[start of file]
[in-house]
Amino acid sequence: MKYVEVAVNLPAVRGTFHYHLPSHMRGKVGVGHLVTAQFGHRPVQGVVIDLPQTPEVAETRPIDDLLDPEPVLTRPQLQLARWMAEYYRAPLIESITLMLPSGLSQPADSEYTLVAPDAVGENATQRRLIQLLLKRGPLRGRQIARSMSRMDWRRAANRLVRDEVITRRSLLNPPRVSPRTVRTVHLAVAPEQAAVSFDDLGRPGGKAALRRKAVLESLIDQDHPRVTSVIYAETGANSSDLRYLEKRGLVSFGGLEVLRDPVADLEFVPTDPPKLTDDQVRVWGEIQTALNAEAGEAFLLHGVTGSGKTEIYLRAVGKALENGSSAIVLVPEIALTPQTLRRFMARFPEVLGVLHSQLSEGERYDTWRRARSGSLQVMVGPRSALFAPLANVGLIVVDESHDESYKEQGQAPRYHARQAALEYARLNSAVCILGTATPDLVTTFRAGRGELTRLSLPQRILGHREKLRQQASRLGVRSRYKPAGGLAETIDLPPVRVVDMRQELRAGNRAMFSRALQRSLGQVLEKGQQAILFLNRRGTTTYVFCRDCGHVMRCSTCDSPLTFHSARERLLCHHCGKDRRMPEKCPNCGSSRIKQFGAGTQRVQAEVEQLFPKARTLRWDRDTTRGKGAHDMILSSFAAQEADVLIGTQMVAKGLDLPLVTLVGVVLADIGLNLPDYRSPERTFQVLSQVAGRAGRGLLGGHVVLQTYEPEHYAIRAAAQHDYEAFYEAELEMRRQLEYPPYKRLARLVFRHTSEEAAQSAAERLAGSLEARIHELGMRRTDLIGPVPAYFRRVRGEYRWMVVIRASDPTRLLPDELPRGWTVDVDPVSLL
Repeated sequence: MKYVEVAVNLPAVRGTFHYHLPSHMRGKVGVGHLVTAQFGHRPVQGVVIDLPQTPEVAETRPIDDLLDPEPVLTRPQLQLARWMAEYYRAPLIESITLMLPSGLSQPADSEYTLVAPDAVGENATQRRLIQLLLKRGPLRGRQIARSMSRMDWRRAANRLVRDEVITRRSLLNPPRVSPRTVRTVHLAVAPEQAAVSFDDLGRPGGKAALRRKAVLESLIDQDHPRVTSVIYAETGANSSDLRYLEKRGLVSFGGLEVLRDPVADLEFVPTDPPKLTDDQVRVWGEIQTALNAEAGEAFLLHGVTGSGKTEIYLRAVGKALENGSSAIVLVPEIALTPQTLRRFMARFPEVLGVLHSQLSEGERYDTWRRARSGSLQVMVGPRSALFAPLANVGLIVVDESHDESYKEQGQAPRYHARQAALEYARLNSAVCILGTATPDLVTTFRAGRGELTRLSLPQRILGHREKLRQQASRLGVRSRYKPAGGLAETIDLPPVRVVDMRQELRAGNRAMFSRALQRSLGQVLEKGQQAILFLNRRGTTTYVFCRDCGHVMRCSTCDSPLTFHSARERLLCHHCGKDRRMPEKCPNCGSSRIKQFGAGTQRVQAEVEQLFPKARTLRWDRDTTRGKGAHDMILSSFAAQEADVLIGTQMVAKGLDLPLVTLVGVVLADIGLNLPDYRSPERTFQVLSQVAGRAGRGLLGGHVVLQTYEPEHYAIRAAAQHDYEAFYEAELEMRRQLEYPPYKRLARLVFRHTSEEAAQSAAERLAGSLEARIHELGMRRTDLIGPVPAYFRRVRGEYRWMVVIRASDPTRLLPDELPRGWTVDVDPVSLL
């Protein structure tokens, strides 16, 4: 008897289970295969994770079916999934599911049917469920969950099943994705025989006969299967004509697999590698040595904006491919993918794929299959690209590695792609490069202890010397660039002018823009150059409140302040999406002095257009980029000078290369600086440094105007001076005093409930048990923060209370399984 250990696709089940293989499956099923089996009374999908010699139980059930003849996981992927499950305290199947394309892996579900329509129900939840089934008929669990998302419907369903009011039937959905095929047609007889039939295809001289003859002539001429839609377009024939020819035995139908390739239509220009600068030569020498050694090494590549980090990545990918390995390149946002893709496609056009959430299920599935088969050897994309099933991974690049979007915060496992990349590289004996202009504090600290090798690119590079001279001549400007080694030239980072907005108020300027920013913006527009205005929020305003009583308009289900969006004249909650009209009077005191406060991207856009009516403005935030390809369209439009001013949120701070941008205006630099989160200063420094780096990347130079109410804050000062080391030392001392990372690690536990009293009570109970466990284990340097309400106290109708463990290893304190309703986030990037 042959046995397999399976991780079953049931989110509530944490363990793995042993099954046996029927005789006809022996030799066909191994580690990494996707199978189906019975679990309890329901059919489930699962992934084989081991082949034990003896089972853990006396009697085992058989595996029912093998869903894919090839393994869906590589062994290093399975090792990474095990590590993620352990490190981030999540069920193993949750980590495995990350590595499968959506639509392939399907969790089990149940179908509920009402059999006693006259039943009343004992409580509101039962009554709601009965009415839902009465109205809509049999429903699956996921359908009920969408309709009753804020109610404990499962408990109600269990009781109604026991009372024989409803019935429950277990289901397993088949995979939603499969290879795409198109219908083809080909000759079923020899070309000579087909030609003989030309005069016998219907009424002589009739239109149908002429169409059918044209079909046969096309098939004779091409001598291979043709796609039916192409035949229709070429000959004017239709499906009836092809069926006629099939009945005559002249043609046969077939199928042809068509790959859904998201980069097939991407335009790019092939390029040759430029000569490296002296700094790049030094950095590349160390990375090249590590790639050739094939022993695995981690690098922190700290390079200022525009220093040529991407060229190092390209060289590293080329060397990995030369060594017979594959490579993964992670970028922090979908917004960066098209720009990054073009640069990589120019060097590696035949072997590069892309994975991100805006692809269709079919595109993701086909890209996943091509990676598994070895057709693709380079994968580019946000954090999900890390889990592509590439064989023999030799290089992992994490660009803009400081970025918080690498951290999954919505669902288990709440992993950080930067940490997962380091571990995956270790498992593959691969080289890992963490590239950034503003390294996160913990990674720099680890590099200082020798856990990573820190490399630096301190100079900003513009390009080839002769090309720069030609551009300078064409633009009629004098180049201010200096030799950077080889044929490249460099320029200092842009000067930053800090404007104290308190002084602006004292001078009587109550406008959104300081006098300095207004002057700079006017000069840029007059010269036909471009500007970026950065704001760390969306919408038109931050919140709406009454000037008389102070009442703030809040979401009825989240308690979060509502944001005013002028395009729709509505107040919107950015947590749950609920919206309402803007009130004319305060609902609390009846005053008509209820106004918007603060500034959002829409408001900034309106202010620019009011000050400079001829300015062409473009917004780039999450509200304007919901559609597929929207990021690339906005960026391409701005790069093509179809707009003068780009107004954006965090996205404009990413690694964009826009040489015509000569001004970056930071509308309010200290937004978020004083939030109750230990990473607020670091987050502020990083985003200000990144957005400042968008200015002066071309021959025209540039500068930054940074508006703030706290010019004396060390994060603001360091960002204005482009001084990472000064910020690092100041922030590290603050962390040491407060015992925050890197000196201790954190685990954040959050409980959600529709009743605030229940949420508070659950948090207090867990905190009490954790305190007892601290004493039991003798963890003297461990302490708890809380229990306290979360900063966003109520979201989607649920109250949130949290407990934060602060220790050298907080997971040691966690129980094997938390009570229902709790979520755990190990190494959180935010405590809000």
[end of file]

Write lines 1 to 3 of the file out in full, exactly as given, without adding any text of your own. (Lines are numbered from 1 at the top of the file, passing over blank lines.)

[in-house]
Amino acid sequence: MKYVEVAVNLPAVRGTFHYHLPSHMRGKVGVGHLVTAQFGHRPVQGVVIDLPQTPEVAETRPIDDLLDPEPVLTRPQLQLARWMAEYYRAPLIESITLMLPSGLSQPADSEYTLVAPDAVGENATQRRLIQLLLKRGPLRGRQIARSMSRMDWRRAANRLVRDEVITRRSLLNPPRVSPRTVRTVHLAVAPEQAAVSFDDLGRPGGKAALRRKAVLESLIDQDHPRVTSVIYAETGANSSDLRYLEKRGLVSFGGLEVLRDPVADLEFVPTDPPKLTDDQVRVWGEIQTALNAEAGEAFLLHGVTGSGKTEIYLRAVGKALENGSSAIVLVPEIALTPQTLRRFMARFPEVLGVLHSQLSEGERYDTWRRARSGSLQVMVGPRSALFAPLANVGLIVVDESHDESYKEQGQAPRYHARQAALEYARLNSAVCILGTATPDLVTTFRAGRGELTRLSLPQRILGHREKLRQQASRLGVRSRYKPAGGLAETIDLPPVRVVDMRQELRAGNRAMFSRALQRSLGQVLEKGQQAILFLNRRGTTTYVFCRDCGHVMRCSTCDSPLTFHSARERLLCHHCGKDRRMPEKCPNCGSSRIKQFGAGTQRVQAEVEQLFPKARTLRWDRDTTRGKGAHDMILSSFAAQEADVLIGTQMVAKGLDLPLVTLVGVVLADIGLNLPDYRSPERTFQVLSQVAGRAGRGLLGGHVVLQTYEPEHYAIRAAAQHDYEAFYEAELEMRRQLEYPPYKRLARLVFRHTSEEAAQSAAERLAGSLEARIHELGMRRTDLIGPVPAYFRRVRGEYRWMVVIRASDPTRLLPDELPRGWTVDVDPVSLL
Repeated sequence: MKYVEVAVNLPAVRGTFHYHLPSHMRGKVGVGHLVTAQFGHRPVQGVVIDLPQTPEVAETRPIDDLLDPEPVLTRPQLQLARWMAEYYRAPLIESITLMLPSGLSQPADSEYTLVAPDAVGENATQRRLIQLLLKRGPLRGRQIARSMSRMDWRRAANRLVRDEVITRRSLLNPPRVSPRTVRTVHLAVAPEQAAVSFDDLGRPGGKAALRRKAVLESLIDQDHPRVTSVIYAETGANSSDLRYLEKRGLVSFGGLEVLRDPVADLEFVPTDPPKLTDDQVRVWGEIQTALNAEAGEAFLLHGVTGSGKTEIYLRAVGKALENGSSAIVLVPEIALTPQTLRRFMARFPEVLGVLHSQLSEGERYDTWRRARSGSLQVMVGPRSALFAPLANVGLIVVDESHDESYKEQGQAPRYHARQAALEYARLNSAVCILGTATPDLVTTFRAGRGELTRLSLPQRILGHREKLRQQASRLGVRSRYKPAGGLAETIDLPPVRVVDMRQELRAGNRAMFSRALQRSLGQVLEKGQQAILFLNRRGTTTYVFCRDCGHVMRCSTCDSPLTFHSARERLLCHHCGKDRRMPEKCPNCGSSRIKQFGAGTQRVQAEVEQLFPKARTLRWDRDTTRGKGAHDMILSSFAAQEADVLIGTQMVAKGLDLPLVTLVGVVLADIGLNLPDYRSPERTFQVLSQVAGRAGRGLLGGHVVLQTYEPEHYAIRAAAQHDYEAFYEAELEMRRQLEYPPYKRLARLVFRHTSEEAAQSAAERLAGSLEARIHELGMRRTDLIGPVPAYFRRVRGEYRWMVVIRASDPTRLLPDELPRGWTVDVDPVSLL